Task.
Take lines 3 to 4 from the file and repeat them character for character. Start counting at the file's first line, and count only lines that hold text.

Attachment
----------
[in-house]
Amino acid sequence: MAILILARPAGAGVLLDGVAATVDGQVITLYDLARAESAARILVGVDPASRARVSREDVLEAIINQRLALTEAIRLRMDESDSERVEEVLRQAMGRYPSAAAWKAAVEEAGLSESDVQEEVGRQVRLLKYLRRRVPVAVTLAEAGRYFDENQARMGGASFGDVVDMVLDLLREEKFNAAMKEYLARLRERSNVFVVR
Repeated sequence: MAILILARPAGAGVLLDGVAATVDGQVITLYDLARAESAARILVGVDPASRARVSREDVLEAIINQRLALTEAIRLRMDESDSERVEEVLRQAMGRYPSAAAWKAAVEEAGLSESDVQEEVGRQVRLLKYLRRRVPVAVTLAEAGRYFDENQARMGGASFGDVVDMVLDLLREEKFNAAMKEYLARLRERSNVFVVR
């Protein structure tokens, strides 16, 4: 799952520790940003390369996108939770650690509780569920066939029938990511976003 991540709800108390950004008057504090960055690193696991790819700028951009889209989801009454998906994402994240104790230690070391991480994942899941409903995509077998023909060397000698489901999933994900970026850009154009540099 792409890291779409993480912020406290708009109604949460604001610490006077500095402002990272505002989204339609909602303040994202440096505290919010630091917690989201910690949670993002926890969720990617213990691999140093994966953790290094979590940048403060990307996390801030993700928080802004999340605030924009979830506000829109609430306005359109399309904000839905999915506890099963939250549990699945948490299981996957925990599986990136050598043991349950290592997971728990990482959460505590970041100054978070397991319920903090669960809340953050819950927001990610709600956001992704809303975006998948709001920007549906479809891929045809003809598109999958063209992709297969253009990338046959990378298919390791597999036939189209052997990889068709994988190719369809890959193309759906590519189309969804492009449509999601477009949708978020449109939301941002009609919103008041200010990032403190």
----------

Repeated sequence: MAILILARPAGAGVLLDGVAATVDGQVITLYDLARAESAARILVGVDPASRARVSREDVLEAIINQRLALTEAIRLRMDESDSERVEEVLRQAMGRYPSAAAWKAAVEEAGLSESDVQEEVGRQVRLLKYLRRRVPVAVTLAEAGRYFDENQARMGGASFGDVVDMVLDLLREEKFNAAMKEYLARLRERSNVFVVR
């Protein structure tokens, strides 16, 4: 799952520790940003390369996108939770650690509780569920066939029938990511976003 991540709800108390950004008057504090960055690193696991790819700028951009889209989801009454998906994402994240104790230690070391991480994942899941409903995509077998023909060397000698489901999933994900970026850009154009540099 792409890291779409993480912020406290708009109604949460604001610490006077500095402002990272505002989204339609909602303040994202440096505290919010630091917690989201910690949670993002926890969720990617213990691999140093994966953790290094979590940048403060990307996390801030993700928080802004999340605030924009979830506000829109609430306005359109399309904000839905999915506890099963939250549990699945948490299981996957925990599986990136050598043991349950290592997971728990990482959460505590970041100054978070397991319920903090669960809340953050819950927001990610709600956001992704809303975006998948709001920007549906479809891929045809003809598109999958063209992709297969253009990338046959990378298919390791597999036939189209052997990889068709994988190719369809890959193309759906590519189309969804492009449509999601477009949708978020449109939301941002009609919103008041200010990032403190």